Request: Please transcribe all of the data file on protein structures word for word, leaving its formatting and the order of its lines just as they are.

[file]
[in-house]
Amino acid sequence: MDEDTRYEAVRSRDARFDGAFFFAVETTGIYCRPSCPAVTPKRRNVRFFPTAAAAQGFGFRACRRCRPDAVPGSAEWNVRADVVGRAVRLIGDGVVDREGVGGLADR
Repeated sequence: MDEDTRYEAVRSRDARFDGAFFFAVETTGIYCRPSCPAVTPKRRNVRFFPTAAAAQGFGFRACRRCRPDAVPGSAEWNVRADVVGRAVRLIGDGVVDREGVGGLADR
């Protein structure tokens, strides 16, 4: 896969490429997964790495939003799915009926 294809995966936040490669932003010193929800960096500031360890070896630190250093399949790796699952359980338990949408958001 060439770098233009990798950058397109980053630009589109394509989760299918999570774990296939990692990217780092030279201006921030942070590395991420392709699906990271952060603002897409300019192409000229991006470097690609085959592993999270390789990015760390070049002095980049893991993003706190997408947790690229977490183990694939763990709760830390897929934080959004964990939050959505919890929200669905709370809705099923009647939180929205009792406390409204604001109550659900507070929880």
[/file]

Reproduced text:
[in-house]
Amino acid sequence: MDEDTRYEAVRSRDARFDGAFFFAVETTGIYCRPSCPAVTPKRRNVRFFPTAAAAQGFGFRACRRCRPDAVPGSAEWNVRADVVGRAVRLIGDGVVDREGVGGLADR
Repeated sequence: MDEDTRYEAVRSRDARFDGAFFFAVETTGIYCRPSCPAVTPKRRNVRFFPTAAAAQGFGFRACRRCRPDAVPGSAEWNVRADVVGRAVRLIGDGVVDREGVGGLADR
């Protein structure tokens, strides 16, 4: 896969490429997964790495939003799915009926 294809995966936040490669932003010193929800960096500031360890070896630190250093399949790796699952359980338990949408958001 060439770098233009990798950058397109980053630009589109394509989760299918999570774990296939990692990217780092030279201006921030942070590395991420392709699906990271952060603002897409300019192409000229991006470097690609085959592993999270390789990015760390070049002095980049893991993003706190997408947790690229977490183990694939763990709760830390897929934080959004964990939050959505919890929200669905709370809705099923009647939180929205009792406390409204604001109550659900507070929880």